This gives rise to the final paradox: after all, this painting, as any painting, is still and two-dimensional, whatever its contents and technique; movement and depth are but illusions created in interaction between a painting and its viewer’s sense of vision. The painting hand “collapses” the third dimension and “stops” the movement that were never really there in the first place. It has always been an illusion, a trick of senses, perhaps as illusionary as the fourth spatial dimension, in which our future pretends to exist “before us” and the past, “behind”. Wouldn’t holding the flow of time amount to dispelling an illusion, the illusion that there is anything to hold to begin with — no swift foot, no wrackful siege? Wouldn’t the world then be just like a painting that is still and flat, with neither depth nor movement? Wouldn’t it be boring and utterly devoid of meaning?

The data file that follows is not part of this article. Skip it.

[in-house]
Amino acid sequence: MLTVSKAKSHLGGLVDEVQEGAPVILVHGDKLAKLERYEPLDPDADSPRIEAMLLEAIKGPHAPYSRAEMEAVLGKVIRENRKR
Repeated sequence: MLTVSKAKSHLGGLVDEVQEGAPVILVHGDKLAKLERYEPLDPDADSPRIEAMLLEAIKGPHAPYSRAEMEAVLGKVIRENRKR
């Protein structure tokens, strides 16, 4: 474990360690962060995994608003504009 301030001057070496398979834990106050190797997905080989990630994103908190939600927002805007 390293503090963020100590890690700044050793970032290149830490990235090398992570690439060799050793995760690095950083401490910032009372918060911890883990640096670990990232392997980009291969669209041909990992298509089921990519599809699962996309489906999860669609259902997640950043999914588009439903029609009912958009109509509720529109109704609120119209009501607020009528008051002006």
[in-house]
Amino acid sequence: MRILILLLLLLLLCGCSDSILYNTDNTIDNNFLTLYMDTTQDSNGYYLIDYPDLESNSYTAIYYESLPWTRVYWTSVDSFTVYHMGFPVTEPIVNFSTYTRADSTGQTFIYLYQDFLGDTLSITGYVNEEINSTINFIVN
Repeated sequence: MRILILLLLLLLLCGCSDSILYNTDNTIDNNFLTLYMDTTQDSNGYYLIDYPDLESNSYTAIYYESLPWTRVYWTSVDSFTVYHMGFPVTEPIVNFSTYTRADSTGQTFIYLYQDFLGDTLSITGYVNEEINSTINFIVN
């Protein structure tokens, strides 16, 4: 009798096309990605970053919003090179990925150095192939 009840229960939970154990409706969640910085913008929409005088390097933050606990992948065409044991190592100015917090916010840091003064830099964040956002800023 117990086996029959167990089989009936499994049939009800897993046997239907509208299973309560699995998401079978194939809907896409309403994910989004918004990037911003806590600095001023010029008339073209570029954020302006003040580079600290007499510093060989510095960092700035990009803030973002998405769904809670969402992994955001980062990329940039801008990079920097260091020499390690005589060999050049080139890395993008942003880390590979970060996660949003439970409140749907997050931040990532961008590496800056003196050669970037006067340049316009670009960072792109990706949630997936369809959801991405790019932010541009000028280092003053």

I don’t have answers, and these may well be the wrong questions — but these are the questions painting this sonnet leaves me to live with…

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On sonnet 65: art and immortality

[feature_headline type=”left, center, right” level=”h2″ looks_like=”h5″ icon=””] ... is it immortality that humans long for, or rather its perceived ability to give meaning to life? And isn’t this, then, the role in which arts can replace immortality of nature? [/feature_headline]

J.M.W.Turner. Ulysses deriding Polyphemus. 1829. Oil on canvas. 132 x 203 cm.
J.M.W.Turner. Ulysses deriding Polyphemus. 1829. Oil on canvas. 132 x 203 cm.

Since brass, nor stone, nor earth, nor boundless sea,
But sad mortality o’er-sways their power,
How with this rage shall beauty hold a plea,
Whose action is no stronger than a flower?

O, how shall summer’s honey breath hold out
Against the wrackful siege of battering days,
When rocks impregnable are not so stout,
Nor gates of steel so strong, but Time decays?

O fearful meditation! where, alack,
Shall Time’s best jewel from Time’s chest lie hid?
Or what strong hand can hold his swift foot back?
Or who his spoil o’er beauty can forbid?

O, none, unless this miracle have might,
That in black ink my love may still shine bright.

William Shakespeare. Sonnet 65

There is one inevitable stage in the process of painting a sonnet: getting thoroughly puzzled with something about it. For this sonnet, the puzzle was this: